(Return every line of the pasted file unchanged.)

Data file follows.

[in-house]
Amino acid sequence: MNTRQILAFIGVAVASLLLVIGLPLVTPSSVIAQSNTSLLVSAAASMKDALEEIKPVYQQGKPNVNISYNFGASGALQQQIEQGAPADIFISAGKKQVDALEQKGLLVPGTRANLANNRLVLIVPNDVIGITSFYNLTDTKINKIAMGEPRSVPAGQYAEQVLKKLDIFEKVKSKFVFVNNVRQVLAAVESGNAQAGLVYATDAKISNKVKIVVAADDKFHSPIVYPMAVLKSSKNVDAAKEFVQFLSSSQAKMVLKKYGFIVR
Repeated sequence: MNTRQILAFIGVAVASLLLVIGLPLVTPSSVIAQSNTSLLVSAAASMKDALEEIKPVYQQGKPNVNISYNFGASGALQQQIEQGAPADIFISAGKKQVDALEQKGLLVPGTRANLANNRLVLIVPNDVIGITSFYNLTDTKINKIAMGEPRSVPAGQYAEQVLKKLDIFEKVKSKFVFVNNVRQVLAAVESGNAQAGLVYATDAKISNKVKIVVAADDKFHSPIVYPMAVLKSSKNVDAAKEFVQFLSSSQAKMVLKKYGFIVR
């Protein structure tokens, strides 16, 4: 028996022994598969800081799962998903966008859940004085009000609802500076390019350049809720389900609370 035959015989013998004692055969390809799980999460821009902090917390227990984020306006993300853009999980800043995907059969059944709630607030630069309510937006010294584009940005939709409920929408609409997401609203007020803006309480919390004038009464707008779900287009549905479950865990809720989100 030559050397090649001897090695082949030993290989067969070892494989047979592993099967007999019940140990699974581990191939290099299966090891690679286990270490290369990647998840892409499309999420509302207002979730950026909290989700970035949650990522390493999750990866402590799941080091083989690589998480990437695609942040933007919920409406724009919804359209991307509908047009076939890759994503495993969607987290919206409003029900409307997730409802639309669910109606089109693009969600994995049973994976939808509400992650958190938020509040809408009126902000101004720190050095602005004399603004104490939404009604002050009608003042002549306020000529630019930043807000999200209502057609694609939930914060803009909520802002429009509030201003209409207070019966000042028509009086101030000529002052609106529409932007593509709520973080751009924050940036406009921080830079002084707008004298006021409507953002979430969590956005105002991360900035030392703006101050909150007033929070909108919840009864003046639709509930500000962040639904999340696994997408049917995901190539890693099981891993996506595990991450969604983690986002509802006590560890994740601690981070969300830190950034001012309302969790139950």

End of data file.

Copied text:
[in-house]
Amino acid sequence: MNTRQILAFIGVAVASLLLVIGLPLVTPSSVIAQSNTSLLVSAAASMKDALEEIKPVYQQGKPNVNISYNFGASGALQQQIEQGAPADIFISAGKKQVDALEQKGLLVPGTRANLANNRLVLIVPNDVIGITSFYNLTDTKINKIAMGEPRSVPAGQYAEQVLKKLDIFEKVKSKFVFVNNVRQVLAAVESGNAQAGLVYATDAKISNKVKIVVAADDKFHSPIVYPMAVLKSSKNVDAAKEFVQFLSSSQAKMVLKKYGFIVR
Repeated sequence: MNTRQILAFIGVAVASLLLVIGLPLVTPSSVIAQSNTSLLVSAAASMKDALEEIKPVYQQGKPNVNISYNFGASGALQQQIEQGAPADIFISAGKKQVDALEQKGLLVPGTRANLANNRLVLIVPNDVIGITSFYNLTDTKINKIAMGEPRSVPAGQYAEQVLKKLDIFEKVKSKFVFVNNVRQVLAAVESGNAQAGLVYATDAKISNKVKIVVAADDKFHSPIVYPMAVLKSSKNVDAAKEFVQFLSSSQAKMVLKKYGFIVR
């Protein structure tokens, strides 16, 4: 028996022994598969800081799962998903966008859940004085009000609802500076390019350049809720389900609370 035959015989013998004692055969390809799980999460821009902090917390227990984020306006993300853009999980800043995907059969059944709630607030630069309510937006010294584009940005939709409920929408609409997401609203007020803006309480919390004038009464707008779900287009549905479950865990809720989100 030559050397090649001897090695082949030993290989067969070892494989047979592993099967007999019940140990699974581990191939290099299966090891690679286990270490290369990647998840892409499309999420509302207002979730950026909290989700970035949650990522390493999750990866402590799941080091083989690589998480990437695609942040933007919920409406724009919804359209991307509908047009076939890759994503495993969607987290919206409003029900409307997730409802639309669910109606089109693009969600994995049973994976939808509400992650958190938020509040809408009126902000101004720190050095602005004399603004104490939404009604002050009608003042002549306020000529630019930043807000999200209502057609694609939930914060803009909520802002429009509030201003209409207070019966000042028509009086101030000529002052609106529409932007593509709520973080751009924050940036406009921080830079002084707008004298006021409507953002979430969590956005105002991360900035030392703006101050909150007033929070909108919840009864003046639709509930500000962040639904999340696994997408049917995901190539890693099981891993996506595990991450969604983690986002509802006590560890994740601690981070969300830190950034001012309302969790139950």